Category Archives: stage

Free screening of classic romantic film ‘Brief Encounter’ at Fountain Theatre on Sept 22

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Celia Johnson and Trevor Howard in “Brief Encounter”

The Fountain is presenting a free screening of the 1945 classic romantic film, Brief Encounter on Saturday, September 22 at 4:30pm. The screening is in conjunction with the Fountain’s current hit production, Arrival & Departure, which was inspired by the Noel Coward screenplay of the movie. Playwright/Director Stephen Sachs will introduce the film.

The screening will be fully captioned, accessible to all audiences.

When Time Out London recently polled 101 motion picture experts to select the 100 Best Romantic Films of all time, the panel voted Brief Encounter as #1, declaring it “the most romantic film ever made.” They’re not the only ones who think so. The Film Society of Lincoln Center named it “one of the most achingly romantic films ever made.”

Directed by David Lean and starring Celia Johnson and Trevor Howard, Brief Encounter is a passionate film about a chance meeting, forbidden love, and finding one’s soul mate.

Brief Encounter is set during WWII in and around a London railway station. A married woman, with children, Laura (Celia Johnson), meets a stranger, a doctor (Trevor Howard) named Alec in the train station’s tea room, who kindly removes a piece of grit from her eye then leaves to catch his train. During her subsequent shopping trips every Thursday, Laura bumps into Alec and a friendship develops. Soon, the weekly meetings become an arranged rendezvous. Finally, they confess that they are deeply, overwhelmingly in love.

With its evocatively fog-enshrouded setting, swooning Rachmaninoff score, and pair of remarkable performances (Johnson was nominated for an Oscar), the film explores the thrill, pain, and tenderness of an illicit romance, and has influenced many a cinematic brief encounter since its release.

“I was looking for a love story to inspire my new play,” explains Sachs, describing the origin of Arrival & Departure. “When I thought of Brief Encounter, with its journey of two strangers travelling from friendship into love, I knew I had found what I was looking for.”

Running time: 90 mins. Limited seating. Reservations necessary.  (323) 663-1525

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Cast announced for West Coast Premiere of Pulitzer Prize winner ‘Cost of Living’ at Fountain Theatre

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Katy Sullivan

Katy Sullivan will reprise her off-Broadway role in the West Coast premiere of Martyna Majok‘s Pulitzer Prize winning drama Cost of Living at the Fountain Theatre. Her acclaimed 2017 performance as Ani at Manhattan Theatre Club earned Sullivan nominations for the Lucille Lortel Award, Drama League Award, and Outer Critic’s Circle Award.

Joining Sullivan in the Fountain Theatre production are Tobias Forrest  (Wisdom of the Crowd, Special Unit), Maurice G. Smith (Meet the Browns) and Xochitl Romero (Queens, La Jolla Playhouse). Eileen Grubba (Fear the Walking Dead) will understudy Ms Sullivan. John Vreeke directs.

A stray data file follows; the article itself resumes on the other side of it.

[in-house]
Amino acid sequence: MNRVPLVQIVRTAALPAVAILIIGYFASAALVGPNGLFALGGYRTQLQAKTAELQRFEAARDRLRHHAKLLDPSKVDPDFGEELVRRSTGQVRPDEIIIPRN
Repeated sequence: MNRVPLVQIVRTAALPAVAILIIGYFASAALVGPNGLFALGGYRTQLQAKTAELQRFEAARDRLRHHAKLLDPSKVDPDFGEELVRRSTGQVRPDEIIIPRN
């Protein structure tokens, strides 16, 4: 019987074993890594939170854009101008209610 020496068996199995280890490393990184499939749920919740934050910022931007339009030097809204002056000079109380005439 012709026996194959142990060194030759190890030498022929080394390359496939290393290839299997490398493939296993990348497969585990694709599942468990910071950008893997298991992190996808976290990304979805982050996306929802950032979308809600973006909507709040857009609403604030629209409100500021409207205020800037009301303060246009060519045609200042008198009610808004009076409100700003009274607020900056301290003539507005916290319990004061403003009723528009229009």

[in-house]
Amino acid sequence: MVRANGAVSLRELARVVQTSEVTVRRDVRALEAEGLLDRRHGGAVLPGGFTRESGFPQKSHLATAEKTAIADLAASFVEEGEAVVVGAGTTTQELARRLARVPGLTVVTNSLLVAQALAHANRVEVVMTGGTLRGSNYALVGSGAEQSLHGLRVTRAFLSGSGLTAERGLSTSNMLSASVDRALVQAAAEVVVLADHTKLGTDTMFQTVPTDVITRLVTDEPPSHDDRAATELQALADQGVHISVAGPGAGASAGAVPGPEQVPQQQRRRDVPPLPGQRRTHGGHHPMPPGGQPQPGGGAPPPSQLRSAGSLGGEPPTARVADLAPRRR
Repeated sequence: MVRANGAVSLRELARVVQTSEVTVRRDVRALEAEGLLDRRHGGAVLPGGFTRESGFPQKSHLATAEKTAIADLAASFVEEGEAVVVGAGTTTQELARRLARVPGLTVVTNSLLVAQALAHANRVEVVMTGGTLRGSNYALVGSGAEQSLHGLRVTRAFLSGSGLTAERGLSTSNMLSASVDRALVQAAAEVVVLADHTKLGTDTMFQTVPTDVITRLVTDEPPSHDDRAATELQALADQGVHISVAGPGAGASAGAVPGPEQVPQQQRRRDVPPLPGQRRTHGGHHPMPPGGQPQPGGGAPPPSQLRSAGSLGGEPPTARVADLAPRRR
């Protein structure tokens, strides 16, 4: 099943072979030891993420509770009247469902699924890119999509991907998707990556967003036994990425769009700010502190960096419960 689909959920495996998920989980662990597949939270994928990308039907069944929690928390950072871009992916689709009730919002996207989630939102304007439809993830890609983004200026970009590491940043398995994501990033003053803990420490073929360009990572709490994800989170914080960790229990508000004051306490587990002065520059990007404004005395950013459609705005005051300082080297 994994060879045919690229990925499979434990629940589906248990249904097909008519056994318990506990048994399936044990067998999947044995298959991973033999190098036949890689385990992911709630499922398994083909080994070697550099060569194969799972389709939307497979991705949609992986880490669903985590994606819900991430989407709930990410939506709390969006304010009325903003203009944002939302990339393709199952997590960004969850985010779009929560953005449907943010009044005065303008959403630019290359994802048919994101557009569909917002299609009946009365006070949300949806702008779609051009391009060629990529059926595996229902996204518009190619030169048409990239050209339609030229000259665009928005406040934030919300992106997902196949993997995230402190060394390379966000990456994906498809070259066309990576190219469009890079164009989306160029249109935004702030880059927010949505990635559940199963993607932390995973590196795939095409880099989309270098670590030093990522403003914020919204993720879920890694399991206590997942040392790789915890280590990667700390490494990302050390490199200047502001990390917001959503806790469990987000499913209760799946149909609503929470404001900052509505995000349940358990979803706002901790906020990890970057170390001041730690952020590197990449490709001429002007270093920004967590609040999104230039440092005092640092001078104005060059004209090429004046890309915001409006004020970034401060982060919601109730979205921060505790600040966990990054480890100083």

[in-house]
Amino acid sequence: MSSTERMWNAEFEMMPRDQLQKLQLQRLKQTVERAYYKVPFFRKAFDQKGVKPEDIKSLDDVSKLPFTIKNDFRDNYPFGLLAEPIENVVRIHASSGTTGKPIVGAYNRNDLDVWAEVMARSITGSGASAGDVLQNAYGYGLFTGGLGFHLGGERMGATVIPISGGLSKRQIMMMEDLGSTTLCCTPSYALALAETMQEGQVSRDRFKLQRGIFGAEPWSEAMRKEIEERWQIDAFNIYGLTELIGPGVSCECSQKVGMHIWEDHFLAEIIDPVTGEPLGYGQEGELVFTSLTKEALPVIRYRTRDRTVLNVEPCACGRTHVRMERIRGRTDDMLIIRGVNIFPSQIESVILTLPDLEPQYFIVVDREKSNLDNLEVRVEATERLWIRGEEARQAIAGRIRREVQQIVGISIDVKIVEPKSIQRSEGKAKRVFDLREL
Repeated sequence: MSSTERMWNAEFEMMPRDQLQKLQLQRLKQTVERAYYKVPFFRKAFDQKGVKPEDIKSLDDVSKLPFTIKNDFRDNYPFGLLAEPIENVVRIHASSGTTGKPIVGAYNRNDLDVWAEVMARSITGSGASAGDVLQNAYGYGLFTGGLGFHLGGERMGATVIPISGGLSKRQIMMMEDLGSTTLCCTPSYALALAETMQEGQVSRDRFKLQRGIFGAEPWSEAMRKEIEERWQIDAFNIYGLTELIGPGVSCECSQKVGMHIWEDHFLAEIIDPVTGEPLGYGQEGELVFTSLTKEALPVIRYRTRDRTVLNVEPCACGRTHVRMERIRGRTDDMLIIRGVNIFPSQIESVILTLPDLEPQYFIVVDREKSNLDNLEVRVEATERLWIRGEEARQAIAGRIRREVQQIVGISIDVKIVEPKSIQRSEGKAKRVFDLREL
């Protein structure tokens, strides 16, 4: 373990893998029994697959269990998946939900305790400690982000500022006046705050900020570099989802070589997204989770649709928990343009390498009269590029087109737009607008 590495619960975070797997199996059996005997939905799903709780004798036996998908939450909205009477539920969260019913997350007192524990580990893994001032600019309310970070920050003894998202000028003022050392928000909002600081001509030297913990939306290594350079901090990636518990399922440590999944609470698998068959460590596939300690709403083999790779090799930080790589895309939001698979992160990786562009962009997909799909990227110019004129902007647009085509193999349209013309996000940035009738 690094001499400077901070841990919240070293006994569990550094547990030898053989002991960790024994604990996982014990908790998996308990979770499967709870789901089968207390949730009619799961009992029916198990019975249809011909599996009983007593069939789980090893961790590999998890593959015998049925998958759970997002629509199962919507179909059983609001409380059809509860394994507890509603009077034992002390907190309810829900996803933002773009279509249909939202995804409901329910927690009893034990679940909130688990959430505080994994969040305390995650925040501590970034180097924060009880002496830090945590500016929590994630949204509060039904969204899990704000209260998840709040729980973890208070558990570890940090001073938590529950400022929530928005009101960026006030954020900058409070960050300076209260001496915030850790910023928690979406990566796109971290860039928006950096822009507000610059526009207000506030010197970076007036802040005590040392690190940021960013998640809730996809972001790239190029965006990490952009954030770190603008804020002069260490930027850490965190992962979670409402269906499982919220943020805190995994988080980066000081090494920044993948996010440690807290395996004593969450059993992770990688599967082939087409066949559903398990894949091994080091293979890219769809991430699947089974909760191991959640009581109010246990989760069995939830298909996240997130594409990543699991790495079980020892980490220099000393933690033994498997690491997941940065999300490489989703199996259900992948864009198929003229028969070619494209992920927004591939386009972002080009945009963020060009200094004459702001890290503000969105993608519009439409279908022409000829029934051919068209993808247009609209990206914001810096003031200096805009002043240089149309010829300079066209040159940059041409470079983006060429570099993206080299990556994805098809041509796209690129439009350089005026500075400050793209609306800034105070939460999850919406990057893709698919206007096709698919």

Achingly human and surprisingly funny, Cost of Living is a haunting, rigorously unsentimental play about the forces that bring people together and the realities of facing the world with physical disabilities. Unemployed truck driver Eddie is struggling to rebuild a relationship with his estranged wife Ani, facing life in a wheelchair with a spinal cord injury. Jess, in a job that she desperately needs, is trying to navigate her duties with John, her new boss with cerebral palsy. But, who is really caring for whom? By shattering stereotypes, the play reveals how deeply we all need each other. In addition to the  2018 Pulitzer Prize for Drama, Cost of Living won the Lucille Lortel Award for Outstanding Play.

Cost of Living opens at the Fountain Theatre October 20 and runs to December 16. Tickets go on sale September 12. More Info

Fountain Theatre awarded grant for Pulitzer Prize winner ‘Cost of Living’ by Martyna Majok

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Katy Sullivan, Victor William in “Cost of Living”, Manhattan Theatre Club, 2017.  

The National Arts and Disability Center has awarded The Fountain an Arts and Accessibility Grant to support its upcoming West Coast Premiere of Martyna Majok‘s 2018 Pulitzer Prize winning play, Cost of Living. The grant will assist in funding the compensation of two actors with disabilities for the production opening October 20th.

“We are grateful to the NADC and the California Arts Council for their support of this important project,” states Fountain Co-Artistic Director Stephen Sachs. “We are proud to produce this Pulitzer Prize winning new play which features two leading roles for actors with disabilities.  It is another example of the Fountain Theatre’s mission of inclusion and our commitment to serving a wide variety of communities in Los Angeles.”